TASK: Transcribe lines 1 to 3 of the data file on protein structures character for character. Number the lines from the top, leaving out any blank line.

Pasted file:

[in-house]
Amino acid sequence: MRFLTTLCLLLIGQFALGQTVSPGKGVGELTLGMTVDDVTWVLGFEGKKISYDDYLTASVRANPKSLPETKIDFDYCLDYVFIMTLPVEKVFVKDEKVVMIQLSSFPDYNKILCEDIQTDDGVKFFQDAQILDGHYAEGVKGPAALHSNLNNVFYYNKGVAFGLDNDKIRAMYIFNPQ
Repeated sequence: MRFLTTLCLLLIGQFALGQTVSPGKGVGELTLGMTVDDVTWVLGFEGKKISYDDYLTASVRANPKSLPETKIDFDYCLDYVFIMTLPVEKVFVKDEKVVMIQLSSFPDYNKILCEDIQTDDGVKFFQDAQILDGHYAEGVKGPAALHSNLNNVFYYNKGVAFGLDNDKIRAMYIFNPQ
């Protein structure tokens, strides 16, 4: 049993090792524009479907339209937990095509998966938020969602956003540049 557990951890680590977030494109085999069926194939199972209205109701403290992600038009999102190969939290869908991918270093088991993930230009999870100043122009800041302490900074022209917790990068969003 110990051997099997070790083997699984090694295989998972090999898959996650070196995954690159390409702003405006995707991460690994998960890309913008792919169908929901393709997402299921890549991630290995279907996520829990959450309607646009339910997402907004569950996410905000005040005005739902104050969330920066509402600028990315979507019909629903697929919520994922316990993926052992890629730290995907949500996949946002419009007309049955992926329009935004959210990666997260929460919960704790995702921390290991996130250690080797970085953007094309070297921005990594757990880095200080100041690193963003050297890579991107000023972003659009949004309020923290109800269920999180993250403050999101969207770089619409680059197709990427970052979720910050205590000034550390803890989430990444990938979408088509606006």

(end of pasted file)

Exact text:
[in-house]
Amino acid sequence: MRFLTTLCLLLIGQFALGQTVSPGKGVGELTLGMTVDDVTWVLGFEGKKISYDDYLTASVRANPKSLPETKIDFDYCLDYVFIMTLPVEKVFVKDEKVVMIQLSSFPDYNKILCEDIQTDDGVKFFQDAQILDGHYAEGVKGPAALHSNLNNVFYYNKGVAFGLDNDKIRAMYIFNPQ
Repeated sequence: MRFLTTLCLLLIGQFALGQTVSPGKGVGELTLGMTVDDVTWVLGFEGKKISYDDYLTASVRANPKSLPETKIDFDYCLDYVFIMTLPVEKVFVKDEKVVMIQLSSFPDYNKILCEDIQTDDGVKFFQDAQILDGHYAEGVKGPAALHSNLNNVFYYNKGVAFGLDNDKIRAMYIFNPQ